GOP rep: Airport temperature checks not enough to stop Ebola

The chairman of the House subcommittee on oversight and investigations said Tuesday that the Obama administration’s proposal to increase temperature checks of airline passengers who are flying to the U.S. from African nations is not enough to stop the spread of Ebola domestically. 

Rep. Tim Murphy (R-Pa.) said during an interview with CNN that a ban on commercial flights from the Ebola-stricken region would be more effective. 

{mosads}“No one is saying that you shouldn’t be able to fly supplies and medical equipment in, et cetera,” Murphy said. “But this idea they have of saying, ‘if we just take people’s temperature at the airport will be enough,’ well…according to CDC’s own information that, it could be incubated for 21 days before you even see signs and symptoms. So simply asking people to tell the truth, ‘have you been near Ebola and what’s your temperature now?’ I don’t think it’s going to be enough.” 

President Obama announced Monday that he was ordering increased screenings for Ebola at U.S. airports in an effort to calm fears about air  travel that have grown since Thomas Duncan became the first person to be diagnosed with Ebola in the United States. 

Obama said Monday that he was confident the virus could be prevented from spreading, and the administration was “working on protocols to do additional passenger screenings both at the source and here in the United States.”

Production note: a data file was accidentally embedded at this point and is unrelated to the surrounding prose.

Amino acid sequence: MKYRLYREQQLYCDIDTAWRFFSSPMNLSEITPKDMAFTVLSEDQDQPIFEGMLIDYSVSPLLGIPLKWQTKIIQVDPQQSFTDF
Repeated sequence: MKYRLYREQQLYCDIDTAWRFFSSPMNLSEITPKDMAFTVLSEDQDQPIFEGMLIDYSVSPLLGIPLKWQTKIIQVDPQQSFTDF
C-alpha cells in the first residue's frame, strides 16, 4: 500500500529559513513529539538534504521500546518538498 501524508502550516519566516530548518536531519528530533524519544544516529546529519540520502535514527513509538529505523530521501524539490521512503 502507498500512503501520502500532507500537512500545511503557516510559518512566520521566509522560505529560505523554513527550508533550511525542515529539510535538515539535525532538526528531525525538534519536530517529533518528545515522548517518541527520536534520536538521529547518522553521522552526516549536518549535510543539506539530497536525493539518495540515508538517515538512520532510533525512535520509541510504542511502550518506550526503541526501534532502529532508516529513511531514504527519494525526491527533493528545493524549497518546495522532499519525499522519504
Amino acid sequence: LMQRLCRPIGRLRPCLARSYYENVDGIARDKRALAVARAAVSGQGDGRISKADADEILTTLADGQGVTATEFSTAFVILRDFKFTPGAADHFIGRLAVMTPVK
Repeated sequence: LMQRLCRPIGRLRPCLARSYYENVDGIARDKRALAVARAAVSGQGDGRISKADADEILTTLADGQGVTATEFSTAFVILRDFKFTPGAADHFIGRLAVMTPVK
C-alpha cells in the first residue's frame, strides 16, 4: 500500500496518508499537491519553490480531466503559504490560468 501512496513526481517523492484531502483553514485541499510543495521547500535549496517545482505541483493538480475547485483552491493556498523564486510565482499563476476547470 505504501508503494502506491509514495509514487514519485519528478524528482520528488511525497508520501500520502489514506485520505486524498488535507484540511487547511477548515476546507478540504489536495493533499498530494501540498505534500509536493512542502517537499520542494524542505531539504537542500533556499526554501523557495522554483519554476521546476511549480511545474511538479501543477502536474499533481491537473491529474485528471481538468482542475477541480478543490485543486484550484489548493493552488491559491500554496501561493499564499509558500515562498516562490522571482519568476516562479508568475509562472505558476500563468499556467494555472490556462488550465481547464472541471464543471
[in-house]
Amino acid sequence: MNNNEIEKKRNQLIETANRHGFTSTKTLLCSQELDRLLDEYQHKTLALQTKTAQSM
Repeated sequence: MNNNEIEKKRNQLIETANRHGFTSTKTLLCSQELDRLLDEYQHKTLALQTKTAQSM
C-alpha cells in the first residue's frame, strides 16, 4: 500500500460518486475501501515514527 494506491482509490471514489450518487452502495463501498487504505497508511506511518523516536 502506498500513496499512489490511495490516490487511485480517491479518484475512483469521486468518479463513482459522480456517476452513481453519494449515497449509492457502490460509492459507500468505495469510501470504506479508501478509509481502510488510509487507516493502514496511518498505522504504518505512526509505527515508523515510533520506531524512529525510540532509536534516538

“All of these things make me confident … the chances of an outbreak, of an epidemic here are extraordinarily low,” Obama said after he met with members of his Cabinet. 

Duncan was diagnosed shortly after he flew from Liberia to Texas, with a connection in Washington. 

Lawmakers like Murphy have been pushing for additional screening, with some calling for a complete travel ban from countries battling the Ebola virus.

Obama administration officials have argued that it would be impractical to close off flights between the U.S. and countries affected by Ebola because doing so would make it harder to move relief supplies and health workers. They say that would hamper the international response and put more Americans at risk.

Murphy said Tuesday that officials at the U.S. Centers for Disease Control and Prevention (CDC) have previously supported the idea of limiting commercial airline travel between places where Ebola has been prevalent and the U.S. 

“Few years ago, the CDC actually asked for the authority to have some quarantines of travel from countries, specifically looking at the Ebola virus, and now they’re backing away from that,” he said. “It doesn’t seem to make sense.”

Tags Barack Obama CDC Ebola National Institute of Health Tim Murphy

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